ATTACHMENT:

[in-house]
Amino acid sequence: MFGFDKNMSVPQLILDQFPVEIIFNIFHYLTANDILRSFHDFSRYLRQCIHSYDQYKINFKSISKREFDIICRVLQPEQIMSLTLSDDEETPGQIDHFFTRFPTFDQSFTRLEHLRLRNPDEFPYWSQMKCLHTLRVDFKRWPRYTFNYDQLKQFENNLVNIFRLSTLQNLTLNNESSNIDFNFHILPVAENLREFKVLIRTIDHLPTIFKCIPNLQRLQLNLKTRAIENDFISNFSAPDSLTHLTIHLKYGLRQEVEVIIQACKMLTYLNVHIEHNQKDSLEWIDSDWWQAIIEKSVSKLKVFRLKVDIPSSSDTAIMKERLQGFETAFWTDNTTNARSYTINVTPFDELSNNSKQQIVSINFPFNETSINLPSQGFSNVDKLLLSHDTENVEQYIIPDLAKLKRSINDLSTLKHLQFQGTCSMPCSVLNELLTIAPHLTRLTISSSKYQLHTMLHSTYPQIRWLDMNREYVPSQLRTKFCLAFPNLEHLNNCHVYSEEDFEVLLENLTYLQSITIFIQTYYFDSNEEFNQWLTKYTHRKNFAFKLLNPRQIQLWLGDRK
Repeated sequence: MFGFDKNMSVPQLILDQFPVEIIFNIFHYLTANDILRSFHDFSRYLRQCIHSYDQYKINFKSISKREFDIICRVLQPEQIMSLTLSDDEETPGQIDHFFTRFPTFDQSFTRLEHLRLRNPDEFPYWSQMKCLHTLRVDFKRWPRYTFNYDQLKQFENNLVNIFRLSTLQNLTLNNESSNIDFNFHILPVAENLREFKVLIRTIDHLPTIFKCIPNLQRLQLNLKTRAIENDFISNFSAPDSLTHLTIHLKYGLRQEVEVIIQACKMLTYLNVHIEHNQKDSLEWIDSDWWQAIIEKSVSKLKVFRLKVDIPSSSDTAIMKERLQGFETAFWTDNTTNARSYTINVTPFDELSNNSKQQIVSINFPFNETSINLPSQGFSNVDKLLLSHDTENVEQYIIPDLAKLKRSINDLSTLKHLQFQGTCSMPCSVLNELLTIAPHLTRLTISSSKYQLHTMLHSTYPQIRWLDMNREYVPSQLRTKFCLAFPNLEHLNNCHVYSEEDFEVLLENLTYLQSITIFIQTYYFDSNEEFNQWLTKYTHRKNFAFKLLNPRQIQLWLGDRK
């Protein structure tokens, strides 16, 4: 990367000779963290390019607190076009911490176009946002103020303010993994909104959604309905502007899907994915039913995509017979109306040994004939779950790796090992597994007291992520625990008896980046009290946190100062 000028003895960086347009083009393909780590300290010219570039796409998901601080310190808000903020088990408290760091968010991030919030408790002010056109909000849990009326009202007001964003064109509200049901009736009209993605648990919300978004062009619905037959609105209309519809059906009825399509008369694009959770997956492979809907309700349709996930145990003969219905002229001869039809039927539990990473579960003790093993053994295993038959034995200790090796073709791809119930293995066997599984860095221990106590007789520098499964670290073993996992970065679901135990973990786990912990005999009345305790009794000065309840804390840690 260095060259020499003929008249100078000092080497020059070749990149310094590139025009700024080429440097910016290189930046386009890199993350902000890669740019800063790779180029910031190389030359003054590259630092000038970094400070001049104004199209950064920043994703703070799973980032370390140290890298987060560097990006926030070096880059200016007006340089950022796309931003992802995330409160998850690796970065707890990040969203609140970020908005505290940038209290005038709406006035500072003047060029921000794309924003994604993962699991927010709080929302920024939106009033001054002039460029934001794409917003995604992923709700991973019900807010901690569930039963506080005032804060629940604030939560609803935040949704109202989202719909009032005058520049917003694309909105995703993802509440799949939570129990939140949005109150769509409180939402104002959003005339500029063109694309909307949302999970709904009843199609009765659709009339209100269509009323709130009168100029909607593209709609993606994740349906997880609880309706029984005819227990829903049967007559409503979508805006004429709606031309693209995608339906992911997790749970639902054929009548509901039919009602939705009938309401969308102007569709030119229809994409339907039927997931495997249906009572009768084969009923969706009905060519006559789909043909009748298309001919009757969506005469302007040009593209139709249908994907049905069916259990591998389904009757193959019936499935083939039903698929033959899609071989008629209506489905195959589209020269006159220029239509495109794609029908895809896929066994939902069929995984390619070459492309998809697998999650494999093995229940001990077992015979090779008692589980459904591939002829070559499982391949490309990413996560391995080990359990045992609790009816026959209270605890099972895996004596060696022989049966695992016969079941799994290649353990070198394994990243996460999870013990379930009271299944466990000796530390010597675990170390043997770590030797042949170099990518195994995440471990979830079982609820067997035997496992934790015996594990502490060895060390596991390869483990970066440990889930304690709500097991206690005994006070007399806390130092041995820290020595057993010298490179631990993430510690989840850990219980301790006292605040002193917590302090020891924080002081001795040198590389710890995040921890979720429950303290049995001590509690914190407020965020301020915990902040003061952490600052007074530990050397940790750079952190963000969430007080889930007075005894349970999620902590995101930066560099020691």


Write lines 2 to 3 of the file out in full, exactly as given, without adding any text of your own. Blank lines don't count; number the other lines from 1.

Amino acid sequence: MFGFDKNMSVPQLILDQFPVEIIFNIFHYLTANDILRSFHDFSRYLRQCIHSYDQYKINFKSISKREFDIICRVLQPEQIMSLTLSDDEETPGQIDHFFTRFPTFDQSFTRLEHLRLRNPDEFPYWSQMKCLHTLRVDFKRWPRYTFNYDQLKQFENNLVNIFRLSTLQNLTLNNESSNIDFNFHILPVAENLREFKVLIRTIDHLPTIFKCIPNLQRLQLNLKTRAIENDFISNFSAPDSLTHLTIHLKYGLRQEVEVIIQACKMLTYLNVHIEHNQKDSLEWIDSDWWQAIIEKSVSKLKVFRLKVDIPSSSDTAIMKERLQGFETAFWTDNTTNARSYTINVTPFDELSNNSKQQIVSINFPFNETSINLPSQGFSNVDKLLLSHDTENVEQYIIPDLAKLKRSINDLSTLKHLQFQGTCSMPCSVLNELLTIAPHLTRLTISSSKYQLHTMLHSTYPQIRWLDMNREYVPSQLRTKFCLAFPNLEHLNNCHVYSEEDFEVLLENLTYLQSITIFIQTYYFDSNEEFNQWLTKYTHRKNFAFKLLNPRQIQLWLGDRK
Repeated sequence: MFGFDKNMSVPQLILDQFPVEIIFNIFHYLTANDILRSFHDFSRYLRQCIHSYDQYKINFKSISKREFDIICRVLQPEQIMSLTLSDDEETPGQIDHFFTRFPTFDQSFTRLEHLRLRNPDEFPYWSQMKCLHTLRVDFKRWPRYTFNYDQLKQFENNLVNIFRLSTLQNLTLNNESSNIDFNFHILPVAENLREFKVLIRTIDHLPTIFKCIPNLQRLQLNLKTRAIENDFISNFSAPDSLTHLTIHLKYGLRQEVEVIIQACKMLTYLNVHIEHNQKDSLEWIDSDWWQAIIEKSVSKLKVFRLKVDIPSSSDTAIMKERLQGFETAFWTDNTTNARSYTINVTPFDELSNNSKQQIVSINFPFNETSINLPSQGFSNVDKLLLSHDTENVEQYIIPDLAKLKRSINDLSTLKHLQFQGTCSMPCSVLNELLTIAPHLTRLTISSSKYQLHTMLHSTYPQIRWLDMNREYVPSQLRTKFCLAFPNLEHLNNCHVYSEEDFEVLLENLTYLQSITIFIQTYYFDSNEEFNQWLTKYTHRKNFAFKLLNPRQIQLWLGDRK